The Kaiser Papers A Public Service Web SiteIn Copyright Since September 11, 2000
This web site is in no manner affiliated with any Kaiser entity and the for profit Permanente
Permission is granted to mirror this web site -
Please acknowledge where the material was obtained.
Originally from:
Drug Legislation
The Atlanta Journal-Constitution On Prescription Drug Legislation
Georgia -- 

For the first time, Georgians may be able to receive their prescription drugs through the mail from pharmacies located in the state.

However, this will only benefit some Georgians. In an attempt to appease Georgia's storefront pharmacists, mail-order prescription legislation has been crafted so narrowly that it excludes all Georgians except the 275,000 members of Kaiser Permanente who use the HMO's 12 medical center pharmacies to fill their prescriptions.  

"We didn't want to step on anybody else's toes," said Evonne Yancey, Kaiser's director of government and community relations. "We did not want this legislation to be a threat to retail pharmacists."  

Kaiser, which is forced to mail prescription drugs to its Georgia enrollees from Oregon, expects speedier, cheaper deliveries and customer convenience. At a time of soaring health care costs, led by prescription drugs, the nation's biggest private drug purchaser predicts an average savings of $3.50 per mail-order prescription.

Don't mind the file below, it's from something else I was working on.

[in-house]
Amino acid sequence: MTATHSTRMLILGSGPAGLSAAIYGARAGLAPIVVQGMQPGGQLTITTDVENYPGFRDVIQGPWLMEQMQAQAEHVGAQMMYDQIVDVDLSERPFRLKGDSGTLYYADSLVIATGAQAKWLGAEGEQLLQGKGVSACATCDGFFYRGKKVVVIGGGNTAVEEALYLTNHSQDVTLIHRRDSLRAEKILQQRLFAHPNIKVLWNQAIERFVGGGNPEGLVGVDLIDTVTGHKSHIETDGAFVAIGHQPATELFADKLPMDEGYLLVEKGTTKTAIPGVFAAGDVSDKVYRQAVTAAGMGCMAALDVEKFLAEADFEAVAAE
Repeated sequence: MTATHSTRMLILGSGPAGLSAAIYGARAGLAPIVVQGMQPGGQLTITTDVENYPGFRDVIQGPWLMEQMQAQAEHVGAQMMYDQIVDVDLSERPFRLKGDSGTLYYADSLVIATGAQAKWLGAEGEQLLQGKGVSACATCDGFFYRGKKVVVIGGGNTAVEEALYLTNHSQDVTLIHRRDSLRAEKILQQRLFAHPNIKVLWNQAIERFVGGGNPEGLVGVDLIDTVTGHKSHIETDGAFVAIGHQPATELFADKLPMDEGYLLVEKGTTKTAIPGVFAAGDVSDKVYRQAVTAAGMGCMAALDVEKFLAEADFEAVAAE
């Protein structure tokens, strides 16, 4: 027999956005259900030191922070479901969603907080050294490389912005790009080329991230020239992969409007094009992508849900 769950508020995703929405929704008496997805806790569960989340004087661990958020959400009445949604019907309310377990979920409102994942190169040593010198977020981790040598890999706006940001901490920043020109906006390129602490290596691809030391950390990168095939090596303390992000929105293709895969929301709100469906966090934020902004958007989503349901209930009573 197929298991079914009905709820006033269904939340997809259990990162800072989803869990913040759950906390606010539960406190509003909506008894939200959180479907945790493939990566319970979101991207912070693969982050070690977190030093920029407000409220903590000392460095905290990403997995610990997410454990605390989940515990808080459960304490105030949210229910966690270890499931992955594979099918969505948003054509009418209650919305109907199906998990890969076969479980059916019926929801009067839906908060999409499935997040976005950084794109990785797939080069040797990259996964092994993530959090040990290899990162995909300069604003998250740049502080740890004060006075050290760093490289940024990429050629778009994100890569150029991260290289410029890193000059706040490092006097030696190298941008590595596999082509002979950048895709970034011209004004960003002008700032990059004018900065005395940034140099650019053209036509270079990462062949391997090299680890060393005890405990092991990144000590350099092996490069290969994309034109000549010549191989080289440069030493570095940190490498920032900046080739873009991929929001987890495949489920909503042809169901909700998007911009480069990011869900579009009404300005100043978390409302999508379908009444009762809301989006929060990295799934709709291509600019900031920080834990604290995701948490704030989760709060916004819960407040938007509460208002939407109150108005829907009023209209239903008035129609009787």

Georgia's pharmacy lobby is reluctant to give an inch. It's vigorously opposing even the Kaiser-specific legislation, which has passed the Senate and is awaiting action in a House committee.

Retail pharmacists cite bogus "safety" issues such as drugs melting in mailboxes as if retailers' pills are currently coddled in refrigerated trucks. But the bottom line is that Georgians watching their mailboxes aren't customers making impulse buys in the drugstore.

Even if the General Assembly passes this baby-step bill as it should the rest of Georgia won't have the option of getting drugs mailed from the neighborhood Eckerd, CVS or Walgreen's. Senior citizens, ailing individuals and even those needing birth-control pills or other maintenance prescriptions refilled will continue to choose between a lengthy wait for an out-of-state delivery or the inconvenience of a trip to the local pharmacy.

It's patently unfair and protectionist for the retail pharmacists to hinder any Georgian's access to cheaper drugs, all because they want to sell another gallon of milk or bag of potato chips.


news at